Q: Can I get lamb year round?
A: Our lamb is typically available in the late summer through early winter and is usually sold out by the end of December. The lambs are born in February and March and are slaughtered between the ages of 7 and 10 months which is why we don't have lamb available in the late Winter and early Spring.
Q: What kinds of things can one make with Lincoln wool?
A: Good Lincoln fiber is long, silky and lustrous, falling in locks with curls or waves. It is well suited for a wide range of knitted outer wear such as sweaters, socks, hats and mittens. Lincoln lamb fleeces are softer than adult wool and can be used for all of the above as well as shawls. Of course, the coarser Lincoln fiber is a classic for rug yarn. And needle felters love Lincoln for the texture of its locks.
Q: I've heard that Lincoln sheep are very large - are they difficult to handle?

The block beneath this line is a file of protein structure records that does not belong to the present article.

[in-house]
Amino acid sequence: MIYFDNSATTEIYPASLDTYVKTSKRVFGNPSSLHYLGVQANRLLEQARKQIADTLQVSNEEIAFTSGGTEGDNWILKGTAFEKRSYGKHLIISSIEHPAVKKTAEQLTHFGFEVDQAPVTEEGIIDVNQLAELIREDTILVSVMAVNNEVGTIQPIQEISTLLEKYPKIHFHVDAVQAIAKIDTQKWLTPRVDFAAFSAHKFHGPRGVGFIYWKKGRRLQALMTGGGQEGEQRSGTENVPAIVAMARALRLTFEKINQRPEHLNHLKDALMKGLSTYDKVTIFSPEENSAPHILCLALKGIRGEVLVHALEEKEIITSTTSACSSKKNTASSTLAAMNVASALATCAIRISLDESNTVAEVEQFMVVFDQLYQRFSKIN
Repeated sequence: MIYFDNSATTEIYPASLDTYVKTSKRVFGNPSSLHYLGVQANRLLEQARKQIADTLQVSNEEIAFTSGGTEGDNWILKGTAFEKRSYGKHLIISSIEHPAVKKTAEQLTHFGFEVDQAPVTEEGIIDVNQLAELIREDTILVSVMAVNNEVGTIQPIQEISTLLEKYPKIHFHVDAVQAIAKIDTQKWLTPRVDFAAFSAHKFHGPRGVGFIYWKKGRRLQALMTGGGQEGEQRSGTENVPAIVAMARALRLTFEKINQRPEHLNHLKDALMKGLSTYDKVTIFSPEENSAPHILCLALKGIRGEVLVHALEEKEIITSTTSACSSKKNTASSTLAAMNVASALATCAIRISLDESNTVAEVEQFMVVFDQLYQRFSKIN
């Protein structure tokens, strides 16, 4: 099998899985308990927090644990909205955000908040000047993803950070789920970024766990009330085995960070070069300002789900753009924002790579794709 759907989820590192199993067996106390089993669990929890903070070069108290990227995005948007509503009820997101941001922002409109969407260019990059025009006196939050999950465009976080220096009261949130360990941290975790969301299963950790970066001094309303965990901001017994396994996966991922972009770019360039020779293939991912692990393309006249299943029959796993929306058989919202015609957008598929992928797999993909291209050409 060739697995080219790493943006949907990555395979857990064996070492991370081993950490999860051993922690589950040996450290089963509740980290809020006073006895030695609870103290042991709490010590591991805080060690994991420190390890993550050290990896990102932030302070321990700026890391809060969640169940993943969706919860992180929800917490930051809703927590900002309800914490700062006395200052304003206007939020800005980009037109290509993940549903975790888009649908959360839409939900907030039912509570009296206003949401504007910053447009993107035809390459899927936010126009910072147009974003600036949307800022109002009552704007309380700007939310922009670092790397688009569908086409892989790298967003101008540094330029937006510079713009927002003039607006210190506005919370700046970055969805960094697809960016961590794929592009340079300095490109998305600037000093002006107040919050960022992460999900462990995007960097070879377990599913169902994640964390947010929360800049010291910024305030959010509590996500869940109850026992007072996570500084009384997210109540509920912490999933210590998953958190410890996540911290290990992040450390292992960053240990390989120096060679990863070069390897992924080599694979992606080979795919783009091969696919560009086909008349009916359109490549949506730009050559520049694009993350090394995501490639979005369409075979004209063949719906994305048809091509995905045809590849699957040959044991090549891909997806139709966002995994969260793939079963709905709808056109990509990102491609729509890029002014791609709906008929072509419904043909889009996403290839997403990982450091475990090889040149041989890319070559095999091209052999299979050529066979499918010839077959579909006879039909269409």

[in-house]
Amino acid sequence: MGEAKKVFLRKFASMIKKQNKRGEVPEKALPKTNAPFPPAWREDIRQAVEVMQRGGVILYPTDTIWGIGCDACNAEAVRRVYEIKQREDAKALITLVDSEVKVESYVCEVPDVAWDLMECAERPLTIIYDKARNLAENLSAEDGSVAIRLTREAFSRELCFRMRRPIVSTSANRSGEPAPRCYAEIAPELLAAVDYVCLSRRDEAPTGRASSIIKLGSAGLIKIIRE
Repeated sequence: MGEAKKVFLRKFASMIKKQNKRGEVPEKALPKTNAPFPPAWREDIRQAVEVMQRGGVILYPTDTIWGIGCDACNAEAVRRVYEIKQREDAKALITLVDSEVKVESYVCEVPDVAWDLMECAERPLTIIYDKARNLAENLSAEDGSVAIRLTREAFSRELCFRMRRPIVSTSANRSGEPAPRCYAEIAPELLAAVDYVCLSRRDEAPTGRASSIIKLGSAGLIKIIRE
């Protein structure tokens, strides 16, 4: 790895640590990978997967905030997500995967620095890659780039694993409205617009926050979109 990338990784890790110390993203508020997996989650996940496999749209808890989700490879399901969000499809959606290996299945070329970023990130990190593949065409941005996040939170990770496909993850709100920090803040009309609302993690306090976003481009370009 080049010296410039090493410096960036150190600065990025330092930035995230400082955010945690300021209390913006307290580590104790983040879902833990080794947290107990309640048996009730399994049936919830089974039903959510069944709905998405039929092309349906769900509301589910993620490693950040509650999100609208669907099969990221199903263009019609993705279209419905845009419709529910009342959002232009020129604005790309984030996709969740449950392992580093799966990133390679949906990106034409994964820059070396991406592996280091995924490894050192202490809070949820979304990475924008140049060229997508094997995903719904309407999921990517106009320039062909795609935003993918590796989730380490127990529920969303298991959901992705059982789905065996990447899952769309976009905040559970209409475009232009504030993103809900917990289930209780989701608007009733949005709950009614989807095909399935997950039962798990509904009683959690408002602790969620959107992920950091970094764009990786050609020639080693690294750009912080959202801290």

A: Lincolns are very big and smart sheep. Most of our adult ewes weigh between 200 and 240 lbs. while rams can top out at 300 lbs +. This having been said, they are quite friendly and docile and I find them to be much less flightly and easier to manage than some of the smaller breeds such as Shetlands and Icelandics.
Q: Can sheep be raised on pasture alone without ever supplementing with hay or alfalfa?
A: I suppose it would be possible if you bred the ewes to lamb late (April) so that the majority of the nutritional needs of both the mothers as well as the lambs would be met by high quality pasture. However we choose to lamb in February so that the lambs will be ready for marketing in the late summer and autumn. Most people find that it is necessary to supplement their sheep in the winter, just as is the case with cattle and horses. Winter forage is typically not good enough to support ruminants in the latter part of their pregnancy.